Does prayer intimidate you rather than refresh you? Do you wonder whether your heart is really in it?
If so, then you’ll be interested in William Philip’s Why We Pray, a brief, easy-to-read and often humorous response to these and other questions that many of us have about prayer.
Philip is a Scottish minister who used to be a cardiologist, and in this book he continues to deal with “matters of the heart.” Rather than lecturing us on how important it is to pray more, he explains how prayer is a response to who God is. Philip uses examples from politics, sports, and his own life to clarify the four Biblical reasons why we may and must pray.
1. God speaks and we get to respond
We may pray, first, because God is a speaking God. He spoke creation into being and shaped it by his word, so creation “speaks” back visibly by displaying His power (see Psalm 19:1-6). God wanted more from human beings, though, because He made us capable of responding audibly.
When we cut off the conversation through the sin of Adam and Eve (including hiding from God), He restored the relationship through Jesus Christ. Real prayer is responding in faith to God’s call in Jesus Christ.
2. God is happy to hear his children
The second reason we pray is because we are “sons of God” (even the “daughters”!). Philip says that the reason we are called sons of God is because we, like sons in the ancient world, have an inheritance.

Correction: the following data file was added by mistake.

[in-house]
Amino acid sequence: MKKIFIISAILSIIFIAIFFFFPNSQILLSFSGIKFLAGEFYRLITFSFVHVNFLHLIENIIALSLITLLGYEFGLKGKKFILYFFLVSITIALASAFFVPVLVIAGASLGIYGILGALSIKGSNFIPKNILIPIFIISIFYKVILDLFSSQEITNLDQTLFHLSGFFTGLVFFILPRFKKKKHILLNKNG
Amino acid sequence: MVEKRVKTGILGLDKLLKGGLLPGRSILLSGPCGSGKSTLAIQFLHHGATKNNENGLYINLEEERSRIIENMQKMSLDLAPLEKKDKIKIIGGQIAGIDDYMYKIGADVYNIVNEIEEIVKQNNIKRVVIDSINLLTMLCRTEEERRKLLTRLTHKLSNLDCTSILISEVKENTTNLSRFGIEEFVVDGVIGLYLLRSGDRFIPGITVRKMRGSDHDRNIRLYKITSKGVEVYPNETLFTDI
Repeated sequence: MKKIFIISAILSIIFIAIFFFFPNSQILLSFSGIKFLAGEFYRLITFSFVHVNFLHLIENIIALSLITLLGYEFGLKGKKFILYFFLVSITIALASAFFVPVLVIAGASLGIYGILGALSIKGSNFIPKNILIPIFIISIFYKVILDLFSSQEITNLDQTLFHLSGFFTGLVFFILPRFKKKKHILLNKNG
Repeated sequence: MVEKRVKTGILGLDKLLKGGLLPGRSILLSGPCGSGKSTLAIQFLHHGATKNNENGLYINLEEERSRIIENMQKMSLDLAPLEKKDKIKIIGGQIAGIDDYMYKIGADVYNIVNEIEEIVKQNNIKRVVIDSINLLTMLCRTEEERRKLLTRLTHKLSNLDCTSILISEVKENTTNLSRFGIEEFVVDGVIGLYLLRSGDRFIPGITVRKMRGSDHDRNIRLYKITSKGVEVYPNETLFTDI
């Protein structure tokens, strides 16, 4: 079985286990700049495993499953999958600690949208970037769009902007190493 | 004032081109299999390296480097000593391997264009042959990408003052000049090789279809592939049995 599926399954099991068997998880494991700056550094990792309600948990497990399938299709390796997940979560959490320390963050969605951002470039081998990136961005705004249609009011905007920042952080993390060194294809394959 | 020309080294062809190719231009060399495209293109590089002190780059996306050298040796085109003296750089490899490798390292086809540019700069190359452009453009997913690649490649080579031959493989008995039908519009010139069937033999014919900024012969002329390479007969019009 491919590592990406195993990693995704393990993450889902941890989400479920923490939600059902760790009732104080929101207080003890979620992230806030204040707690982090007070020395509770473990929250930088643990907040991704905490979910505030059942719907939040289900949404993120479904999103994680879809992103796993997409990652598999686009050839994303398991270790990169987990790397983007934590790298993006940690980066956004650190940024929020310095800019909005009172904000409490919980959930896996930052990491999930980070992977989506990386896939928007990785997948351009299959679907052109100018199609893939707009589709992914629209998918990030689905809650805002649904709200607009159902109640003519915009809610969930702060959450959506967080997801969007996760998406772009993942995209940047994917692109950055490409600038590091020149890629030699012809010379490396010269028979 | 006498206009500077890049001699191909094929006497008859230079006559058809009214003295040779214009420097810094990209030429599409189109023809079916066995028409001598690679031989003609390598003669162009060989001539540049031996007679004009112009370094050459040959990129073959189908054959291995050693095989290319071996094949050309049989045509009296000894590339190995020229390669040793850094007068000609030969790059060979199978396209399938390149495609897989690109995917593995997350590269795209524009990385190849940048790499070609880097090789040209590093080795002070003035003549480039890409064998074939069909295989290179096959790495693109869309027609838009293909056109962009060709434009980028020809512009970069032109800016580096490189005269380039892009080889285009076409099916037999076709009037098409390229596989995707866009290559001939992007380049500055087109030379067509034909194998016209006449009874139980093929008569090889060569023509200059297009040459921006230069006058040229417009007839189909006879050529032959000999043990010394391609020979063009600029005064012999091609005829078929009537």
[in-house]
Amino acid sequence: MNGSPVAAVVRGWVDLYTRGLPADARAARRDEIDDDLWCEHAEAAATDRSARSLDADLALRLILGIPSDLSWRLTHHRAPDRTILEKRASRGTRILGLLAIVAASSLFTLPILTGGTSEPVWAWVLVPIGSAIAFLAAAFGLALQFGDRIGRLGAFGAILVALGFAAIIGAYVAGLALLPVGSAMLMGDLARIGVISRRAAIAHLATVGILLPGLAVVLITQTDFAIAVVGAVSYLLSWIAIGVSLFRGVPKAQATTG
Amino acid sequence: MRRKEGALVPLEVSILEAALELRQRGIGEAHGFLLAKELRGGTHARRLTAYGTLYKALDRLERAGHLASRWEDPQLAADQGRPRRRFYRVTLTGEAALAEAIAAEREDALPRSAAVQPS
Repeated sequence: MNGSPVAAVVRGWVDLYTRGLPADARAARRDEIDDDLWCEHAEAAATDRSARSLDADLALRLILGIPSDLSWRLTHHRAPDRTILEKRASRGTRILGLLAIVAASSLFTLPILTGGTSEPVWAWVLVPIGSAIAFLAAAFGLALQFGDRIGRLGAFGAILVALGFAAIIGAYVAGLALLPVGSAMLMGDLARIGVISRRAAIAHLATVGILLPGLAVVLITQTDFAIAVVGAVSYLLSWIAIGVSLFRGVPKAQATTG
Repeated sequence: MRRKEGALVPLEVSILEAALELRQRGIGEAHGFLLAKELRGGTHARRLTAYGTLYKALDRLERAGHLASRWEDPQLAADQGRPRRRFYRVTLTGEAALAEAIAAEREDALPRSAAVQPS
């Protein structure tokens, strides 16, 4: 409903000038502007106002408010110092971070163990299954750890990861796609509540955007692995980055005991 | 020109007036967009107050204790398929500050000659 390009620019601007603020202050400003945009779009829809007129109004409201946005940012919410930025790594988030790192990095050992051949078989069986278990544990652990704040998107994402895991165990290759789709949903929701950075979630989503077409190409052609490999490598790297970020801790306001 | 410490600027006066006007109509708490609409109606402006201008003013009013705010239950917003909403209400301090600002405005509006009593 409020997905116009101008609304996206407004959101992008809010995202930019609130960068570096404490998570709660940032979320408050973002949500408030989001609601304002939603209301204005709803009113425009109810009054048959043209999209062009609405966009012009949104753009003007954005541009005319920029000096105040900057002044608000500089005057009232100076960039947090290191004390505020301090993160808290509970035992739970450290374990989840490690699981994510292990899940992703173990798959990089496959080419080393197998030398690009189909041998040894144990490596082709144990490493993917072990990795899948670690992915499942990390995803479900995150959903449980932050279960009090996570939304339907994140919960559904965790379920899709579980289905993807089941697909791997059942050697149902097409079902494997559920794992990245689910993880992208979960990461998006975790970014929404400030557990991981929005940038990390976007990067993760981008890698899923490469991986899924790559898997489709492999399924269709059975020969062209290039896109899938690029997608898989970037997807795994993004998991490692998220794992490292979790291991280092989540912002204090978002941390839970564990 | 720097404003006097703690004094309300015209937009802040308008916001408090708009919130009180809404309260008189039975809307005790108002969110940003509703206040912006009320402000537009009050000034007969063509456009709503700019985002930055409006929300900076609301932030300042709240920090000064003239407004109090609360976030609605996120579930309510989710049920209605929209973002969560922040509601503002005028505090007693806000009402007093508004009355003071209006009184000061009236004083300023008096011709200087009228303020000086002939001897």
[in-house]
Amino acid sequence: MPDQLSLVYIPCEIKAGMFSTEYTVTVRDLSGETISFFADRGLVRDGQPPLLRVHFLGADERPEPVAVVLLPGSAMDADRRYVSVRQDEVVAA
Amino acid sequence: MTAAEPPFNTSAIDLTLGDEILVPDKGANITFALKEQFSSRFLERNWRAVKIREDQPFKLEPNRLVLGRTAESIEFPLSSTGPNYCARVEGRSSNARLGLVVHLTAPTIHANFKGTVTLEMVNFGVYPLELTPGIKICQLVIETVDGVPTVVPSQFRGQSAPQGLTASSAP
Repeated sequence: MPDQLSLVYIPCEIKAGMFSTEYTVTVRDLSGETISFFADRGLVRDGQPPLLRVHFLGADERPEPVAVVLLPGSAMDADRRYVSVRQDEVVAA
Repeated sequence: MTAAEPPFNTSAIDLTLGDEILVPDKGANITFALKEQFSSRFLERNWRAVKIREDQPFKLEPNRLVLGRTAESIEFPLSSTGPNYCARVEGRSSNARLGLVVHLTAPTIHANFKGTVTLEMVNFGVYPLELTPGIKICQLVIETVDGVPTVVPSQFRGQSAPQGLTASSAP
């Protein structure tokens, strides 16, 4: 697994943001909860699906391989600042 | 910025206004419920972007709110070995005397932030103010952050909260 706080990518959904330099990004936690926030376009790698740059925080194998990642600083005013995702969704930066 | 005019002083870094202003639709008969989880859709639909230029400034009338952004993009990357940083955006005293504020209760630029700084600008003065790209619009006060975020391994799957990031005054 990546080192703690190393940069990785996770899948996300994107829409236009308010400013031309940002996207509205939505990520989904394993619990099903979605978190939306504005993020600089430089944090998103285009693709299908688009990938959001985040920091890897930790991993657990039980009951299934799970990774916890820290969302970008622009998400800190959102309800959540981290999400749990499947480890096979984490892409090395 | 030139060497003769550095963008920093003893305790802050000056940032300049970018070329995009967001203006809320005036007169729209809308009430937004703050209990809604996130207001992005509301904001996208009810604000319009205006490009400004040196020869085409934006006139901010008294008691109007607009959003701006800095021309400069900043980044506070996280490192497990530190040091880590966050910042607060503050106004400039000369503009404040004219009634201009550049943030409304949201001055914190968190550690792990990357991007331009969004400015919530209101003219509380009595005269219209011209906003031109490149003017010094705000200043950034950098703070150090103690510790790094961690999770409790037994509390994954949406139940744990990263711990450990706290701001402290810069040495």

We can pray to our (adoptive) Father in heaven because of the work of God’s (natural!) Son, Jesus Christ. Because Jesus Christ was (and is) such a faithful Son, God gladly accepts us as His children – so we have the right to appear before Him. Like any loving father (only much more so!), God wants to hear His children speak to (and with) Him.
3. God is able to do what we ask
It is because, in the third place, God is sovereign that our prayer is so meaningful – though some do not necessarily see it. If God is so great, and is working out His infinite plan, some ask, then why pray at all? Philip compares our part in God’s plan to being on an unbeatable sports team. Would any of us quit simply because we are so sure that the team is going to win? In His infinite power, God is not only a willing father, but also able to grant whatever we ask that is within His will.
4. The Holy Spirit teaches us to pray rightly
Finally, God is the Spirit who dwells within us, and this makes sense of the requirement that we ask only what is within His will. The presence of the indwelling Spirit makes prayer into the conversation that God intended to have with us before the fall into sin. This gives us both hope and a significant responsibility. God wants us to pray for whatever we think we need, but He also speaks to us by His Word and Spirit, so that as we pray, our Biblically informed consciences enable us in time to see what His will is, and in the meantime to ask that He grant us only what is according to His will. In other words, as Philip tells us, prayer is to “think God’s thoughts after Him.”
Each chapter ends with questions that invite us to ponder just how our own relationship with God is reflected in prayer. If you want a helpful clear explanation of we may, and why we should want to, pray to our speaking, Fatherly, sovereign, indwelling God, then I encourage you to pick up a copy of William Philip’s Why We Pray.
A version of this review first appeared on Really Good Reads
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